The state’s high court has dismissed Aultman Health Foundation’s appeal of a verdict in the case brought by Mercy Medical Center. The ruling likely ends the legal dispute.
A battle that pitted Stark County’s two largest hospitals in a multi-million dollar lawsuit appears over.
The Ohio Supreme Court has dismissed an appeal by Aultman Health Foundation and its subsidiaries of a 2010 verdict and $6.1 million judgment awarded to Mercy Medical Center. Mercy’s lawsuit centered on Aultman’s secret payments to a select group of brokers who switched clients to health-insurance services provided by AultCare and McKinley Life.
Ohio’s top court agreed last summer to hear Aultman’s appeal but Mercy filed a motion to dismiss the case, and on Wednesday the court ruled in its favor.
After multiple appeals by Aultman, Thomas E. Cecconi, president and CEO of Mercy Medical Center, said he considers the Supreme Court’s unanimous decision the “last hurrah.”
The verdict against Aultman Health Foundation stands from the 2010 trial, including a Stark County jury’s $6.1 million award against Aultman and a judge’s award of $4 million in fees to Mercy’s attorneys.
Mercy had been seeking $110 million in past and future damages.
Mercy made several legal claims over the broker payments, and prevailed on one during the roughly eight-week trial — the payments constituted a pattern of corrupt activity that enriched Aultman at Mercy’s expense.
BOTH SIDES RESPOND
Allen Schulman, an attorney representing Aultman, said he will discuss the ruling with hospital officials as well as other attorneys before deciding whether to pursue another legal option.
“We are exploring our legal remedies,” Schulman said Wednesday. “(Aultman) will continue to provide the best quality health care to our community.”
One option would be asking the U.S. Supreme Court to review the decision, but that court agrees to consider few cases, making that unlikely.
Lee Plakas, an attorney representing Mercy, was pleased with the ruling.
“Eleven judges have now unanimously confirmed that the jury had good reason to call Aultman’s secret payments of millions to select brokers corrupt activities,” he said in written comments.
“It takes courage to take a stand against corrupt practices, re-affirm ethical standards and make a community better for all its citizens,” Plakas added.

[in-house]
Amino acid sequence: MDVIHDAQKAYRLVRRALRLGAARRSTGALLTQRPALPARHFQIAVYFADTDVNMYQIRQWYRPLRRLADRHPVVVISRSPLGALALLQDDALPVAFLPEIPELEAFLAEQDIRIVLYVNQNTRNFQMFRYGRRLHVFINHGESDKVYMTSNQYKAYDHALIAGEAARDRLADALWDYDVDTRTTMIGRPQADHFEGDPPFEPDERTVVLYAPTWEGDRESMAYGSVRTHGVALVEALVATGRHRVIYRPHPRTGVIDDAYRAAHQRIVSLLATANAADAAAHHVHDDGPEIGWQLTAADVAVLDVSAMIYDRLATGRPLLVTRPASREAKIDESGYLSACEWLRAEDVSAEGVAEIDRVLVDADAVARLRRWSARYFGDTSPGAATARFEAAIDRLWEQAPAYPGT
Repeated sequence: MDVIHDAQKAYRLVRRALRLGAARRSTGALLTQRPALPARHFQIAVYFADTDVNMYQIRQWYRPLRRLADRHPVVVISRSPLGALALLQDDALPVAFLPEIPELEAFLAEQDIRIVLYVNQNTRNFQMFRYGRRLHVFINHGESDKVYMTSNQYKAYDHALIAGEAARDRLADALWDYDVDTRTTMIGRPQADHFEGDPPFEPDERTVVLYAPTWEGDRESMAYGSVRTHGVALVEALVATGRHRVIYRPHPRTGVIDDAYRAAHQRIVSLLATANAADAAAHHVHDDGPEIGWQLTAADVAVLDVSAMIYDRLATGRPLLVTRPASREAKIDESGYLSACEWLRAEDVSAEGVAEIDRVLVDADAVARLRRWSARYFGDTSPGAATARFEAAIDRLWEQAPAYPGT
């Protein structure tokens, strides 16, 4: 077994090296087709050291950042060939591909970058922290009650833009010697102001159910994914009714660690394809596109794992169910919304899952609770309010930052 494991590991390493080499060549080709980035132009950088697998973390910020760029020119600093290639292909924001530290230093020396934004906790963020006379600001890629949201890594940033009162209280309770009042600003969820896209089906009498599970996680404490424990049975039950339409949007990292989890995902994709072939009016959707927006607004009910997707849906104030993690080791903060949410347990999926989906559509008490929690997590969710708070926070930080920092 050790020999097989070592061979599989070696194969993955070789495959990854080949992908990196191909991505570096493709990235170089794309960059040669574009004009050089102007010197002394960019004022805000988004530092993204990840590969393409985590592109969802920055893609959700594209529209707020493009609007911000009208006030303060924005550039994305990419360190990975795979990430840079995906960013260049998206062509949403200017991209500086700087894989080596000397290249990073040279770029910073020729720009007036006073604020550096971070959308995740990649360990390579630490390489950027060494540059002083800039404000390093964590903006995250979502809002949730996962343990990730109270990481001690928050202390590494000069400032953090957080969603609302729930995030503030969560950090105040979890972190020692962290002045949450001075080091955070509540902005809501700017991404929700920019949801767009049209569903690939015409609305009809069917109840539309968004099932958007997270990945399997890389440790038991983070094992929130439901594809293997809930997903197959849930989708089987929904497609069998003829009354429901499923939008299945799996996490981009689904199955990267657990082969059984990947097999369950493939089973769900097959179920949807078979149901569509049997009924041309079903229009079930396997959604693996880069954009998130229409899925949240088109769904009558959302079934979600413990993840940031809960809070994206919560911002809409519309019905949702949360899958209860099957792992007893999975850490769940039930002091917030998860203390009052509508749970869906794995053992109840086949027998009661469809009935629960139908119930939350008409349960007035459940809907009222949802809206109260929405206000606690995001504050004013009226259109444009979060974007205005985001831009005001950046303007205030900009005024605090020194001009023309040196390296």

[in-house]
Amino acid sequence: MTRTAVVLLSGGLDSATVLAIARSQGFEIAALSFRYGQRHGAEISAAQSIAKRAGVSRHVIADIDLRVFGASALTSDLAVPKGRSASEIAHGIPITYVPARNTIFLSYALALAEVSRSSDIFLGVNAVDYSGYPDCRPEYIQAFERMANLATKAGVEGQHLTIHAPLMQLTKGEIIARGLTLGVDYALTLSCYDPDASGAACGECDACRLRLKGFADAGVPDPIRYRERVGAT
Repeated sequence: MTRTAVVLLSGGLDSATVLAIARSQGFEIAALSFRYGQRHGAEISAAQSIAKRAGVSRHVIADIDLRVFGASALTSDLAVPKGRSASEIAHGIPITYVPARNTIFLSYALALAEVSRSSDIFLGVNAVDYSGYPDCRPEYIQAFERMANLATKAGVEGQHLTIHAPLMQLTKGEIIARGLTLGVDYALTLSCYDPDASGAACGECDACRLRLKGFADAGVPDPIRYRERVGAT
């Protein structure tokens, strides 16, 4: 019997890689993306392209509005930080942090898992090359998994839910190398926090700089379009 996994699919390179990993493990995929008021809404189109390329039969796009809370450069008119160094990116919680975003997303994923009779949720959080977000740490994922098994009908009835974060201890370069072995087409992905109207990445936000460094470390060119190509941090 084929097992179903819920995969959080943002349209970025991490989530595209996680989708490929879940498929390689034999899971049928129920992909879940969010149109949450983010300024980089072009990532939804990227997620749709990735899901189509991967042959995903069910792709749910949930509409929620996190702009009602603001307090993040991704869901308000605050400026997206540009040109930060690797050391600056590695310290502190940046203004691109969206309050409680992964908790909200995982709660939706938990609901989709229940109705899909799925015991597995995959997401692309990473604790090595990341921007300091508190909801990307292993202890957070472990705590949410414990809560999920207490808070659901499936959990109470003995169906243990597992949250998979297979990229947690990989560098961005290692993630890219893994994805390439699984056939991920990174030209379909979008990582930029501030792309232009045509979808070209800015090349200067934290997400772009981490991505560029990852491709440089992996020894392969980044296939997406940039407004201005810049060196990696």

Cecconi said the lawsuit has not adversely affected the hospital.
“I think after the initial jury verdict there was quite a bit of discussion in the community,” he said, referring to residents and patients. “They felt what we had done was justified — they felt glad that those (issues) came to light, (and) they were looking more closely at their relationship with brokers and what type of insurance they had.”
“A number of companies switched insurance products and came to Mercy,” Cecconi added.
Aultman officials referred media questions to Schulman.
“At the end of the day, this has been a lawsuit which has not been positive for our community,” he said. “Obviously, if you review the record in the case, Aultman prevailed on five out of the six allegations, and while we are disappointed with the Ohio Supreme Court’s decision, we never the less believe that the public understands that we maintain the highest standards of medical care to the citizens of our community.”
Page 2 of 2 - PRIOR APPEAL
Last year, the 5th District Court of Appeals upheld the verdict against Aultman.
Following that ruling, Schulman had stated emphatically that Aultman is not a corrupt organization.
Aultman has defended the broker payments — made through what Aultman termed its conversion support program — as consistent with its mission of providing quality, low-cost medical care. Aultman also has noted that federal and state regulators have taken no action over the payments.
Cecconi maintained the Ohio Supreme Court affirmed the significance of the jury’s verdict.
“In the final analysis, Aultman will be paying us a significant amount of money for damages they caused us,” he said. “We’re going to be able to use that money to continue to provide excellent patient care at Mercy.”